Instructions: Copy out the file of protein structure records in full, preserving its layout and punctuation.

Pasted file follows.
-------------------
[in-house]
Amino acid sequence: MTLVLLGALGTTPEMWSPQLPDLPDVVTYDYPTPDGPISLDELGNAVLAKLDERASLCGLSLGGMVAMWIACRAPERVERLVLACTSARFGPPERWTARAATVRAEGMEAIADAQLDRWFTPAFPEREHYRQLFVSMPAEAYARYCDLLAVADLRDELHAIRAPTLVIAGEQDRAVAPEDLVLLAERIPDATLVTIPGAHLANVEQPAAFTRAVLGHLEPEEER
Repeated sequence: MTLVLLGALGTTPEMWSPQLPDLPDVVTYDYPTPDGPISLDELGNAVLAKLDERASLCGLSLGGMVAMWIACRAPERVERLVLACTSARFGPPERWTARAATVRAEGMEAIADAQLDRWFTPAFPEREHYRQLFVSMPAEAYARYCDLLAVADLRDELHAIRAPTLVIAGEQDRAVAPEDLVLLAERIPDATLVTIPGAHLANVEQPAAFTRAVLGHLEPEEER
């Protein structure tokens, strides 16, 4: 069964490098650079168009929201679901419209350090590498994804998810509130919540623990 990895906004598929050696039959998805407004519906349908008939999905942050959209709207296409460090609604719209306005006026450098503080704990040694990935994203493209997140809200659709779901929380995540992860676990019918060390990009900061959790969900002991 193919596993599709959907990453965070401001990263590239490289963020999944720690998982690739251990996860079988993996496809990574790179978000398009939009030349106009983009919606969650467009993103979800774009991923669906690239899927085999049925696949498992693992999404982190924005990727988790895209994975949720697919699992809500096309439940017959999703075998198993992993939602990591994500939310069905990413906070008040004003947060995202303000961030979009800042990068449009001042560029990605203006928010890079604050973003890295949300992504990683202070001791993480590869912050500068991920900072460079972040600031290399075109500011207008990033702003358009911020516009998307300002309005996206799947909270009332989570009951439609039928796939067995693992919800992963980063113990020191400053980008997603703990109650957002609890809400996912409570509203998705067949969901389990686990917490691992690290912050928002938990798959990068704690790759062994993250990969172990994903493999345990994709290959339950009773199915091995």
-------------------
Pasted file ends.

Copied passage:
[in-house]
Amino acid sequence: MTLVLLGALGTTPEMWSPQLPDLPDVVTYDYPTPDGPISLDELGNAVLAKLDERASLCGLSLGGMVAMWIACRAPERVERLVLACTSARFGPPERWTARAATVRAEGMEAIADAQLDRWFTPAFPEREHYRQLFVSMPAEAYARYCDLLAVADLRDELHAIRAPTLVIAGEQDRAVAPEDLVLLAERIPDATLVTIPGAHLANVEQPAAFTRAVLGHLEPEEER
Repeated sequence: MTLVLLGALGTTPEMWSPQLPDLPDVVTYDYPTPDGPISLDELGNAVLAKLDERASLCGLSLGGMVAMWIACRAPERVERLVLACTSARFGPPERWTARAATVRAEGMEAIADAQLDRWFTPAFPEREHYRQLFVSMPAEAYARYCDLLAVADLRDELHAIRAPTLVIAGEQDRAVAPEDLVLLAERIPDATLVTIPGAHLANVEQPAAFTRAVLGHLEPEEER
């Protein structure tokens, strides 16, 4: 069964490098650079168009929201679901419209350090590498994804998810509130919540623990 990895906004598929050696039959998805407004519906349908008939999905942050959209709207296409460090609604719209306005006026450098503080704990040694990935994203493209997140809200659709779901929380995540992860676990019918060390990009900061959790969900002991 193919596993599709959907990453965070401001990263590239490289963020999944720690998982690739251990996860079988993996496809990574790179978000398009939009030349106009983009919606969650467009993103979800774009991923669906690239899927085999049925696949498992693992999404982190924005990727988790895209994975949720697919699992809500096309439940017959999703075998198993992993939602990591994500939310069905990413906070008040004003947060995202303000961030979009800042990068449009001042560029990605203006928010890079604050973003890295949300992504990683202070001791993480590869912050500068991920900072460079972040600031290399075109500011207008990033702003358009911020516009998307300002309005996206799947909270009332989570009951439609039928796939067995693992919800992963980063113990020191400053980008997603703990109650957002609890809400996912409570509203998705067949969901389990686990917490691992690290912050928002938990798959990068704690790759062994993250990969172990994903493999345990994709290959339950009773199915091995």